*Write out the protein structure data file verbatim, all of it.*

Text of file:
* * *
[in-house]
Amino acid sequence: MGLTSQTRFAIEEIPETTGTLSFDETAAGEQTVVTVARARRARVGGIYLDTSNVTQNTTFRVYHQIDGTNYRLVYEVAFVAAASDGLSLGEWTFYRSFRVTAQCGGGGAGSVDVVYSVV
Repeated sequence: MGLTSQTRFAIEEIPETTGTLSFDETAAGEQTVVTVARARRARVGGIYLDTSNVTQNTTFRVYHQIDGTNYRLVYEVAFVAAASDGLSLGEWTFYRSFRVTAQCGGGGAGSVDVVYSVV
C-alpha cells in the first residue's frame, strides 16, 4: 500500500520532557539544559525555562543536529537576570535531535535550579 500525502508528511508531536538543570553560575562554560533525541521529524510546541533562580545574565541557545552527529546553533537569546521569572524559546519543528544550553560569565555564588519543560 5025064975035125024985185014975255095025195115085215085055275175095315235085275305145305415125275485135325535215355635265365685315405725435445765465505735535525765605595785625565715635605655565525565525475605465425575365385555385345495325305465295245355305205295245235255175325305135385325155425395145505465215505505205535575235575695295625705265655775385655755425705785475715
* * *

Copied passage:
[in-house]
Amino acid sequence: MGLTSQTRFAIEEIPETTGTLSFDETAAGEQTVVTVARARRARVGGIYLDTSNVTQNTTFRVYHQIDGTNYRLVYEVAFVAAASDGLSLGEWTFYRSFRVTAQCGGGGAGSVDVVYSVV
Repeated sequence: MGLTSQTRFAIEEIPETTGTLSFDETAAGEQTVVTVARARRARVGGIYLDTSNVTQNTTFRVYHQIDGTNYRLVYEVAFVAAASDGLSLGEWTFYRSFRVTAQCGGGGAGSVDVVYSVV
C-alpha cells in the first residue's frame, strides 16, 4: 500500500520532557539544559525555562543536529537576570535531535535550579 500525502508528511508531536538543570553560575562554560533525541521529524510546541533562580545574565541557545552527529546553533537569546521569572524559546519543528544550553560569565555564588519543560 5025064975035125024985185014975255095025195115085215085055275175095315235085275305145305415125275485135325535215355635265365685315405725435445765465505735535525765605595785625565715635605655565525565525475605465425575365385555385345495325305465295245355305205295245235255175325305135385325155425395145505465215505505205535575235575695295625705265655775385655755425705785475715